I am currently migrating from EEGLAB to Brainstorm (that interface…), and have a couple of questions about how ICA works in Brainstorm.
In EEGLAB I would typically run ICA on the epoched data, with non-stereotyped artefacts manually rejected. My rationale is that I it doesn’t seem terribly constructive to generate components for when the participant is looking around the room during the rest period, and that I would prefer not to have a component for a single bizarre artefact (or temporally correlated artefact across most components, as tends to happen).
This is my (possibly quite limited) understanding of how I would accomplish the same result in Brainstorm:
- Mark non-stereotyped artefacts as BAD in the continuous file viewer
- Apply ICA to continuous data with epoch limits around events of interest
- Remove components that are clearly primarily artefactual
I assume that periods labelled BAD are not included in ICA, is this accurate? Are there any other problems with this approach?
Indeed, all the segments of recordings identified with an event that includes the tag “bad” will be ignored from the ICA analysis. The problem with removing blocks of recordings is that you create discontinuities in the data, that might lead to specific ICA components to explain the jumps. I think there is the same issue with epoched data, but maybe I’m wrong…
I am not familiar with the epoched approach of ICA (or with ICA in general…), follow the EEGLAB recommendations if you can. When I wrote this process, I was recommended to use continuous recordings rather than epoched ones.
This process is calling directly the EEGLAB function runica. You should be able to call this function in a similar way as what you were doing in EEGLAB, and hopefully obtain similar results.
Thanks for your reply Francois. I think that EEGLAB is fine to run ICA on epoched data (e.g. see https://sccn.ucsd.edu/wiki/Makoto's_preprocessing_pipeline) and other discontinuous data. Although from memory EEGLAB has events that are inserted indicating a discontinuity, which I assume that Brainstorm does not support?
No, I am not aware of these markers.
Are they used for some purpose in the ICA analysis?
I’ve just done a bit of searching to jog my memory, I believe I was incorrect, the BOUNDARY event in EEGLAB is used to mitigate the impact of discontinuities on filtering.
According to this thread the discontinuity shouldn’t matter with sufficient data points, as time points are shuffled anyway. I think it must be almost always worse for the decomposition to include periods with extreme contamination.
I’ve routinely applied ICA to epoched data in EEGLAB, and it works well, as you can quickly scroll through and eliminate particularly poorly decomposed epochs (usually noisy) and run ICA again. Equivalent functionality would be even better in Brainstorm, with the faster interface. I don’t quite see how it would fit into the current workflow system though, so maybe not possible.
Thanks for the details and the reference.
To run the ICA decomposition based on segments of recordings around an event of interest, set the options “Event name” and “Event window” in the ICA options (input = continuous recordings, before epoching).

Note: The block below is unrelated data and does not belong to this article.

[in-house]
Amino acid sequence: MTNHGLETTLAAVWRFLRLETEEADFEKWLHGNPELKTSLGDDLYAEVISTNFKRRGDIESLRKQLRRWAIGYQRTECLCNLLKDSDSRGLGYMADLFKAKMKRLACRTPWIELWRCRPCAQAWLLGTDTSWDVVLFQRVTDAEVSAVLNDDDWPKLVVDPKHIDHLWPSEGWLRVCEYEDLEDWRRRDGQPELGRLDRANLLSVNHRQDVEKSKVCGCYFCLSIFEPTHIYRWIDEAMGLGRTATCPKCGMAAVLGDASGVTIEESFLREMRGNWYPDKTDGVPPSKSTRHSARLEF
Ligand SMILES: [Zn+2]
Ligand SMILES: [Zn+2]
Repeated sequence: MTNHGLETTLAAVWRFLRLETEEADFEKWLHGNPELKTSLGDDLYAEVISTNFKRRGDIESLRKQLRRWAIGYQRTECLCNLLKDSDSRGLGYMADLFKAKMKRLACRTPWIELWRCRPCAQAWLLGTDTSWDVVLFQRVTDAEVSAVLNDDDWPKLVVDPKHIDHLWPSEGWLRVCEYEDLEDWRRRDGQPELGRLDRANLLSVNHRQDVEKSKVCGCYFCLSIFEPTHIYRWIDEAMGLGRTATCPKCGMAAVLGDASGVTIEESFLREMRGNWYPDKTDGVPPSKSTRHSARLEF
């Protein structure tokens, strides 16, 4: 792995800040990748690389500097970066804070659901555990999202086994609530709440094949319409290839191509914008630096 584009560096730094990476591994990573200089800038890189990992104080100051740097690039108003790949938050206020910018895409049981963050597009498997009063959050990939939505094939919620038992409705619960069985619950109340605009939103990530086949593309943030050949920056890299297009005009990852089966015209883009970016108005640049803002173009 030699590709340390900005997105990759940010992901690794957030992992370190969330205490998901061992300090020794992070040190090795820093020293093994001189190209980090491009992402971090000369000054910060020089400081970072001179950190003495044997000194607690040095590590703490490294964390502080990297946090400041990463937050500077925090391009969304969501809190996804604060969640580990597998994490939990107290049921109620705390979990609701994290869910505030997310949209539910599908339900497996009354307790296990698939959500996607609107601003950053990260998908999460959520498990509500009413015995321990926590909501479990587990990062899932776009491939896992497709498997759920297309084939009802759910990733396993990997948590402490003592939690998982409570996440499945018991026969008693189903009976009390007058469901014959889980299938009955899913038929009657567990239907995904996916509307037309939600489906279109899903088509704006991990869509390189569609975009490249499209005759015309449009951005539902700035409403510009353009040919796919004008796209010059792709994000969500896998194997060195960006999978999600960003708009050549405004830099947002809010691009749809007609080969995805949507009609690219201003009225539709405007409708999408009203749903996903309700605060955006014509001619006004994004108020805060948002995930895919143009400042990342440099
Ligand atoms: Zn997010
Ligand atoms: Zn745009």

To use recordings that have already been imported: use the process2 tab, put all the epochs you want to use to compute the IC on the left, and the continuous recordings you want to clean on the right.
Thanks Francois, that’s great.
I notice that an option for fastica is commented out in process_ica. Is support for fastica planned?
Yes, it is on our todo list, in the middle of hundreds of other items…
If you are interested in contributing to the project, help is always welcome!
I want know a few details about ICA and epoching in Brainstorm. I'm done with the manual bad segment marking in the raw files. I want brainstorm to ignore those timesegments while doing ICA as they will affect the performance of ICA. As long as I understand from the statement below running ICA on the raw file will ignore the time segments marked with the event tag "BAD". Did I understand this correctly?
Indeed, all the segments of recordings identified with an event that includes the tag “bad” will be ignored from the ICA analysis.
This is correct.
What is marked with "BAD" events is excluded from the ICA computation.
If you want to double-check this and are familiar with the Matlab debugger: put a breakpoint at line 453 in
process_ssp2.m, and check if the number of samples returned by
LoadInputFile is what you expect.
In another thread about ICA and bad segments, you mentioned the below statements. I find these two statements to be a bit contradictory. Are you referring to epoched data in this?
For bad segments, it depends on the type of inputs:
- If you compute the ICA components on epochs (imported recordings or continuous files around events of interest): the epochs including at least one event with the tag “bad” are excluded
- If you run the ICA analysis on continuous recordings, the bad segments are not excluded because we want to keep the signal continuity.
ICA automatically ignore bad segments and channels?.
ICA automatically ignore bad segments and channels?.
These are posts from 2017. There was indeed a time where the bad segments were not removed from the ICA computation. Now they are.
I added a note in the description of the ICA options to confirm this:
Time window: Time segment where the artifact is present.
Note that all the BAD segments are removed from the selected data before executing the ICA algorithm, causing some discontinuities in the signals.
Oh Okay! Thanks a lot for the explanation. I was about to use the workaround you mentioned. This saved some time for me.